It is an age-old debate in politics, as relevant now as it has ever been. Where does society limit the state’s power? At what point do civil liberties become less important than societal good?

Lately there has been talk of restrictions on smoking in your own car. We had the proposed identity cards in the mid-2000s, and we have the compulsory BBC licence fee, which is in effect a tax on owning a television.

The Scottish Government is now proposing to introduce a Bill that would mean you have to opt-out of organ donation, rather than the current system of opting-in.

This is being done for a good reason, to create a better supply of organs for transplantation. The laudable aims behind it perhaps explain why it has thus far raised so few objections.

It would be possible to give such a proposal a much a less sympathetic spin. One might, for example view it as the state presuming ownership over your internal organs.

We could very soon have a situation in Scotland where when you die, unless you have specifically opted-out, your body can be taken, cut-open and your organs can be harvested by the state, without your express permission.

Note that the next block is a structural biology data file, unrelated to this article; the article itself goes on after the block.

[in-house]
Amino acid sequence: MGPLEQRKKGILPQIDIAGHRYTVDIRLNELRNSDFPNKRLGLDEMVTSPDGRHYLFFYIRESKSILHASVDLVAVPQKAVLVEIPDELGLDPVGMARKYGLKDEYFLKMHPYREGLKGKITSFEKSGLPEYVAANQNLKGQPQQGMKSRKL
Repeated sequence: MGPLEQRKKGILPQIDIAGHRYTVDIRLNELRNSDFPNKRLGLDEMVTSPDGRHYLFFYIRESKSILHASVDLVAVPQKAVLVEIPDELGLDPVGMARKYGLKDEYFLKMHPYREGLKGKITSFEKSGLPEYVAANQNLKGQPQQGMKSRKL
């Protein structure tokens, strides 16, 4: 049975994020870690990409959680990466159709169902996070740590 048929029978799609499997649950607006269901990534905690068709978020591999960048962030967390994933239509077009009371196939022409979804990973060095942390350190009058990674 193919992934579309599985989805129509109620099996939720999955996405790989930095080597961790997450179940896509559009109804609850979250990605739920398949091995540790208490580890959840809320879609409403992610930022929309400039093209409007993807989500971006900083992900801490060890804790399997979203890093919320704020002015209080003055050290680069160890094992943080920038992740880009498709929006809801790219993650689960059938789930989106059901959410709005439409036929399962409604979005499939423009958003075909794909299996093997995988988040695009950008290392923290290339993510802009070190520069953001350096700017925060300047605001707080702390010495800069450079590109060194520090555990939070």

The implication here is that your body and your organs are the state’s property once you die.

This is an extraordinary abuse of the state’s power. Can you imagine the outcry if a law passed that all your belongings were forfeit to the state upon your death? People would be outraged.

Yet the same situation is being proposed by the Scottish Government for our organs, and there is a barely a hint of dissent.

This move is backed by a powerful lobby of health charities, against whom it is difficult to argue without being decried as uncaring about the plight of poor patients with terrible illnesses.

But this move is a cop-out, an admission of failure on the part of those who have tried hard to promote the organ donor register have failed to get people interested enough. So rather than re-think their approach, or trying harder, or devoting more resources to their campaigning, they are looking for a shortcut, and the Scottish Government is only too happy to oblige this powerful lobby of patients and doctors.

When you are part of a political blog such as the Scottish Politics Review, you expect to have to broach the difficult, sometimes emotive issue of state power versus individual liberty. We have to admit though, that we never though that debate would be taking us into the realms of inner-space.

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